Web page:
I don’t know about you, but it seems no matter how many socks we have in our family, there are always more unmatched socks than pairs; in fact, sometimes we just dig into the basket and pull out two of the same size and wear them just like that.
Over the years, we’ve been pretty creative with how to manage the overflow of odd socks kicking around. We’ve tried them out as dust rags (although they do a pretty great job, they almost always get mixed into the odd-sock pile again), we’ve tried wearing them mismatched, and we’ve tried hanging them on a sock-line while they’re still single and looking for a mate. Ultimately, we just end up tossing them out like the useless little devils they are, which hurts my earth-loving soul.
Occasionally, a cool little craft like this one comes along for that one special odd sock who needs a forever home. You can make one too! If you can, use an odd sock like we did, a clean one, of course, and soon enough, you’ll have a hoppy little bunny of your own instead of a random sock.
1 cup or so of dried grain (like rice!)
One clean, random sock
A glass or plastic cup
Cotton ball or pompom (optional)
1) The toe of your sock will become a set of ears, so snip them down to the desired length.
2) Reach into the sock through the hole you’ve just cut in the toe and close the other end of the sock with a rubber band.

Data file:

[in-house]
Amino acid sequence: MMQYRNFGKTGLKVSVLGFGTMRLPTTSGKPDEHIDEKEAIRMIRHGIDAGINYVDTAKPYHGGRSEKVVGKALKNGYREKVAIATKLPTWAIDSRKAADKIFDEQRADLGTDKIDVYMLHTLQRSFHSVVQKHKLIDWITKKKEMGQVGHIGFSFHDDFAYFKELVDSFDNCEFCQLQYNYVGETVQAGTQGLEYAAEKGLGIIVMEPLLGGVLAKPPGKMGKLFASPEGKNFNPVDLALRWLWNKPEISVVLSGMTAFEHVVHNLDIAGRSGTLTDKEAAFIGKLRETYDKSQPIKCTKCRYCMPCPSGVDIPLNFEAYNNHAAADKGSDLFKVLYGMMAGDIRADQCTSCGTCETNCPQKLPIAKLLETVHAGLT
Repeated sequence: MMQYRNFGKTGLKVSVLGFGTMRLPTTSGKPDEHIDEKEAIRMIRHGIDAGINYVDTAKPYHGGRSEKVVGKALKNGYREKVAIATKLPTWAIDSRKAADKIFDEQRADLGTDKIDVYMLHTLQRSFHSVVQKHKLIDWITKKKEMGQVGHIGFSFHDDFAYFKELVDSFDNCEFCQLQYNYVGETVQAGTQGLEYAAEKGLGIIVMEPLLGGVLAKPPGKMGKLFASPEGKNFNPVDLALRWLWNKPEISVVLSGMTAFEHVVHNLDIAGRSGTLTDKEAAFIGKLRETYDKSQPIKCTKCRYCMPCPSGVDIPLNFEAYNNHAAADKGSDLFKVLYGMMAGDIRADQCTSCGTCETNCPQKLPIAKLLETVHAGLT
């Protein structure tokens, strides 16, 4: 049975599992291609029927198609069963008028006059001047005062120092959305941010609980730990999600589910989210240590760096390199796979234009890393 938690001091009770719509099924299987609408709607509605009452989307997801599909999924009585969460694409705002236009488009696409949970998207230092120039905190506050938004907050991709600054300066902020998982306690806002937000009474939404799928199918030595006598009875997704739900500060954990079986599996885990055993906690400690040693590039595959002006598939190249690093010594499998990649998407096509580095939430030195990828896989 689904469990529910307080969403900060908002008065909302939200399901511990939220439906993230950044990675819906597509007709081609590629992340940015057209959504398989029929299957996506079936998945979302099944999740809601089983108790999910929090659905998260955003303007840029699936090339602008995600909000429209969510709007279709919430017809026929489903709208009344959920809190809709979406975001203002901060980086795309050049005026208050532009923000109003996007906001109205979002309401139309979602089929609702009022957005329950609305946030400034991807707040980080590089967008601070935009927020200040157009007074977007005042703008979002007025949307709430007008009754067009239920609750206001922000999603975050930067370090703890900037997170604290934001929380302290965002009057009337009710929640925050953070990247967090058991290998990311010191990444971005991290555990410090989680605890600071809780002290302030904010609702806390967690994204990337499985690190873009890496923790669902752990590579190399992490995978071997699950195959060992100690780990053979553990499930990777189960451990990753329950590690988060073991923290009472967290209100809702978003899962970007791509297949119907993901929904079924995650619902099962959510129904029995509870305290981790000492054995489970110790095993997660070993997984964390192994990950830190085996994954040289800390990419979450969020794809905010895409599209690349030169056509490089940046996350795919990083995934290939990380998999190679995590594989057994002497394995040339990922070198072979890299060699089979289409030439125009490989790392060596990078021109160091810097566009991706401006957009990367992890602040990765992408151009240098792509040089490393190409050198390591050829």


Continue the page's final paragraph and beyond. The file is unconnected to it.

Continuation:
3) Put your sock in a cup and fold the ears over the edge to secure. Pour your grain in.
4) Shape the neck of your bunny with another band, giving it a smaller head than body.
5) Use a rubber band to tie the top of the head closed before the ears.
6) Use a small rubber band to shape a small tail, or glue your cotton ball or pompom on its bottom 7) Add a cute little face and tie a bow around its neck or even at the base of its ears, and give your bunny a name.
Ideas for your sock bunnies:
Make a sock bunny family
Make large ones with large socks, and baby ones with baby socks
Leave them at your neighbour’s doorstep as a gift
Use them the decorate your table for spring or add them to a spring wreath
Use one to decorate the top of a special gift.
Jacquelyn Toupin and her partner Tyler live with their family on a farm that’s been in her family for four generations. You can read about their adventures on her blog, Makin Hays at www.raisinghay.com and @raisinghay on Instagram